Eggplant, or aubergine, or brinjal, has become one of my favourite vegetables over the years. It’s fabulous in any type of cuisine be it Chinese (in spicy garlic sauce, yum!), Greek (Moussaka, my favourite), French (Raaaaatatouille), Japanese (Nasu Dengaku, anyone?), Malay (Sambal eggplant… and more), you name it, there is bound to be a recipe for it.
Some interesting facts about eggplant (partly stolen from my old blog):
1. It’s a fruit – It is part of the nightshade (Solanacene) family, which also includes tomatoes, potatoes, and chili peppers.
2. Tobacco is also a member of the nightshade family. Thus like tobacco, eggplants contain nicotine!
3. Italy, China, Turkey, Egypt, and Japan are the earth’s greatest producers of the eggplant. The Italians call it “melanzane,” which means “crazy apple.”
4. According to a 5th century Chinese scroll, fashionable Chinese women used to make a dye out of the skin of purple eggplants and polish their teeth with it until they were a shiny gray. (sexay!)
5. One cup of cooked eggplant has only nearly 28 calories, and at almost 10% of your daily fiber, they are also high in copper and potassium.
So I had a surplus of Eggplants from over-enthusiastic groceries shopping, and I ended up googling uncommon recipes to use them up. And then I found (and made) this:
Having never heard of the term Kasundi, I did a little research: Kasundi is actually a rich, unctuous tomato relish/pickle originated from India. Specifically, it’s a Bengali recipe. Traditionally this is made in big batches because it tends to last quite long due to the sugar, vinegar and spices. I’m not sure if adding Eggplant is a common practise but my guess is that this is more of a “bastardised” version, but nonetheless delicious. I had no intention of jarring it though as I know we’d be able to finish it in a day or two.
Eggplant Kasundi (Recipe from Taste.com.au)
1 Eggplant (around 300g), cut into 1 inch pieces
1 Brown onion, coarsely chopped
2 teaspoons mustard seeds
1 tablespoon finely chopped fresh ginger
2 Green Chillies, finely chopped
2 cloves of Garlic, coarsely chopped
1 teaspoon Ground Cumin
2 teaspoons Paprika
1/2 teaspoon Turmeric
400g can Diced Tomatoes
2 tablespoons Brown Sugar
2 tablespoon Malt vinegar
Coriander to Garnish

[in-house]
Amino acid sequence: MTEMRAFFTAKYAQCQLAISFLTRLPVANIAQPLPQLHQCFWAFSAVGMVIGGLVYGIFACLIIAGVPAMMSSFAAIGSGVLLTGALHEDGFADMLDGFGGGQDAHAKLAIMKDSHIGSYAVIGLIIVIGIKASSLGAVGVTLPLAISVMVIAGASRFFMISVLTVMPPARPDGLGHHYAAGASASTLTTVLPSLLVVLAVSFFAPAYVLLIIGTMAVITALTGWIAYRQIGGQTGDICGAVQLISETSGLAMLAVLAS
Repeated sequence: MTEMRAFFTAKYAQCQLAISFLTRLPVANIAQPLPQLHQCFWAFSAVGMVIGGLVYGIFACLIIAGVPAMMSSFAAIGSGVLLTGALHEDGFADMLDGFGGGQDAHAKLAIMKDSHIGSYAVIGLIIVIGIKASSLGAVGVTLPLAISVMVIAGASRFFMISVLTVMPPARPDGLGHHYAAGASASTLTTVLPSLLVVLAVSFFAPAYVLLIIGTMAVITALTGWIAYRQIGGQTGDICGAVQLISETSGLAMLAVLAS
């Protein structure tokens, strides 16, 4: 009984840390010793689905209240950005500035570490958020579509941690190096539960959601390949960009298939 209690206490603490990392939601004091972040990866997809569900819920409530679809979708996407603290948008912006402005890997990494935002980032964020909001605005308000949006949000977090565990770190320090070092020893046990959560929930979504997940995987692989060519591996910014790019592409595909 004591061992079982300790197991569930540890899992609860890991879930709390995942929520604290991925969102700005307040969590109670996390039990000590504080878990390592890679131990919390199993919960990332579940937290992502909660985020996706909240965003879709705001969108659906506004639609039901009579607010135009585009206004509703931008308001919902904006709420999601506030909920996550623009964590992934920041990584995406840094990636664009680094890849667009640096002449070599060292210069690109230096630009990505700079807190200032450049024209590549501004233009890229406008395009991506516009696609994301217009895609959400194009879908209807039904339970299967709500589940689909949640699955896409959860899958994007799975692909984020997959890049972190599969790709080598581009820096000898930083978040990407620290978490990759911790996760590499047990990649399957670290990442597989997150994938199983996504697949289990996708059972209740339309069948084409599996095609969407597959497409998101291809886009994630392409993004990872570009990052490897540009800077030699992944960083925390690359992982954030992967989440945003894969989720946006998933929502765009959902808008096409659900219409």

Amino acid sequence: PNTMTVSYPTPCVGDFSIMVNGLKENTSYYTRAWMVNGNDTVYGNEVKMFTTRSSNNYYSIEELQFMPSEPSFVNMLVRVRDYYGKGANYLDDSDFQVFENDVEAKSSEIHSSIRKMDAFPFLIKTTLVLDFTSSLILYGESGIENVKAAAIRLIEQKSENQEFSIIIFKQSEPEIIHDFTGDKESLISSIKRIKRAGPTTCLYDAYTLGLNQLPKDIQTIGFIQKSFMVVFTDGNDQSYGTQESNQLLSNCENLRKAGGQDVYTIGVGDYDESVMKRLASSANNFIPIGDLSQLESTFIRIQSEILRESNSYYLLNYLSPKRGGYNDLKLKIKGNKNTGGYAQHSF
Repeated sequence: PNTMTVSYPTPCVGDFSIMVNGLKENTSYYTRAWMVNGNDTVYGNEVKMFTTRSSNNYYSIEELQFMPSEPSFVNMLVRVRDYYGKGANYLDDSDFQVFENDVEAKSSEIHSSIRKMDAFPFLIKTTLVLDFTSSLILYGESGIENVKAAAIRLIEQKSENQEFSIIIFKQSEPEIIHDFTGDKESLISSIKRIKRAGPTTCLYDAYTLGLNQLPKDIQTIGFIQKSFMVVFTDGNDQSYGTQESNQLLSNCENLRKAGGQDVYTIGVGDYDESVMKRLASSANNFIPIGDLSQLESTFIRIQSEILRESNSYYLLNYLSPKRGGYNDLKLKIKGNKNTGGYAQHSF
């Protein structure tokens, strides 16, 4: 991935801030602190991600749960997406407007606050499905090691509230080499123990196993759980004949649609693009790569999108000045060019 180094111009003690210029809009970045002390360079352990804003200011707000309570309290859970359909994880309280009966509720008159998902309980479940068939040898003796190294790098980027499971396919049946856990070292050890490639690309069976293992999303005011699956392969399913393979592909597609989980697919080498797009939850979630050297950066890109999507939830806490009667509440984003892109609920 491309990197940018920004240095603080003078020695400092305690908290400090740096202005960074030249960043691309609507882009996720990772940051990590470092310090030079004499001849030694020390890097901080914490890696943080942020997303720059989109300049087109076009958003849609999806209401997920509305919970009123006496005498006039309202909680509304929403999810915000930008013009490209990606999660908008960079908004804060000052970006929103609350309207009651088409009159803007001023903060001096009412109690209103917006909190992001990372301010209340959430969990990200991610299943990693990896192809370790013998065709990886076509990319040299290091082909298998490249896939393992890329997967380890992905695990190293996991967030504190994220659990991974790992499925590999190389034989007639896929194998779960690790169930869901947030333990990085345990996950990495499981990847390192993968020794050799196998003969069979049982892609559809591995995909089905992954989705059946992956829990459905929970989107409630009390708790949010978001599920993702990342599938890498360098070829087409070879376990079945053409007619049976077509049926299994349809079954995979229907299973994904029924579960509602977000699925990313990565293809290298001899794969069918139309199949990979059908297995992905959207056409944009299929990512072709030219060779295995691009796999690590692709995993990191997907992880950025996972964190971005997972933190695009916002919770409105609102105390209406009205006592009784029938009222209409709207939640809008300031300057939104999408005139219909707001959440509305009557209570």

To minimise oil absorption (if you have cooked eggplants you would know how much they suck up oil!), salt the eggplant for at least 20 minutes, then wash and dry.
Heat oil in a large saucepan over high heat until almost smoking. Cook eggplant (in batches if needed), stirring, for 5 minutes or until golden. Use a slotted spoon to transfer to a plate.
Reduce heat to medium. Cook the onion, stirring often, for 3 minutes or until golden. Add mustard seeds and cook, stirring, for 2 minutes or until the seeds start to pop.
Add the ginger, chilli and garlic. Cook, stirring, for 1 minute or until soft. Add the cumin, paprika and turmeric and stir to combine.
Add the eggplant, tomato, sugar and vinegar and reduce heat to low. Simmer, stirring, for 30 minutes or until the mixture thickens. Season with salt and pepper. Set aside to cool slightly. Serve with bread, rice or papadums.
This Kasundi definitely packs a lot of heat with the chillies as well as the mustard, but at the same time has a balance of sour, sweet and savoury notes with a hint of bitterness from mustard seeds and eggplant seeds (although salting it has reduced the bitterness a great deal). By the way, this is totally vegan, and totally good for you. We actually had this with pasta (rebels, we are) and it was quite addictive. As a result, I only had a little bit of leftover and I made this for lunch today.
I like making my ‘Instant noodles’ this way. Just buy packets of noodles (just noodles, no seasoning, non-fried ones are even better), and use my own stock + flavourings. I usually go crazy with toppings too. Don’t judge! 😛
Do you like eggplants as much as I do?